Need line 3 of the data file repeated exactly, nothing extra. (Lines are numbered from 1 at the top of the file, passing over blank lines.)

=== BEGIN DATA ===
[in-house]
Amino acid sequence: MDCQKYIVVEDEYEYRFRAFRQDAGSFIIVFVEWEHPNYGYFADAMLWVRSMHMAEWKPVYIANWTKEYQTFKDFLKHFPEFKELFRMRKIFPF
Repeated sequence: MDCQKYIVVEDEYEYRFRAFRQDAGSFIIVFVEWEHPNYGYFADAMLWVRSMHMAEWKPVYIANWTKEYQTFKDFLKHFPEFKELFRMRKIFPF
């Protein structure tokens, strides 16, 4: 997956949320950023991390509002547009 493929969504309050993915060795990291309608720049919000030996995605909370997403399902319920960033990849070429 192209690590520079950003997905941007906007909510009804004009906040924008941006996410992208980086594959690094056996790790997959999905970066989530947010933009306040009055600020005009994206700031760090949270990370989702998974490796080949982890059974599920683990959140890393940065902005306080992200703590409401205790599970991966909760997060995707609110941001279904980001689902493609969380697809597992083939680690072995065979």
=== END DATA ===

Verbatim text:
Repeated sequence: MDCQKYIVVEDEYEYRFRAFRQDAGSFIIVFVEWEHPNYGYFADAMLWVRSMHMAEWKPVYIANWTKEYQTFKDFLKHFPEFKELFRMRKIFPF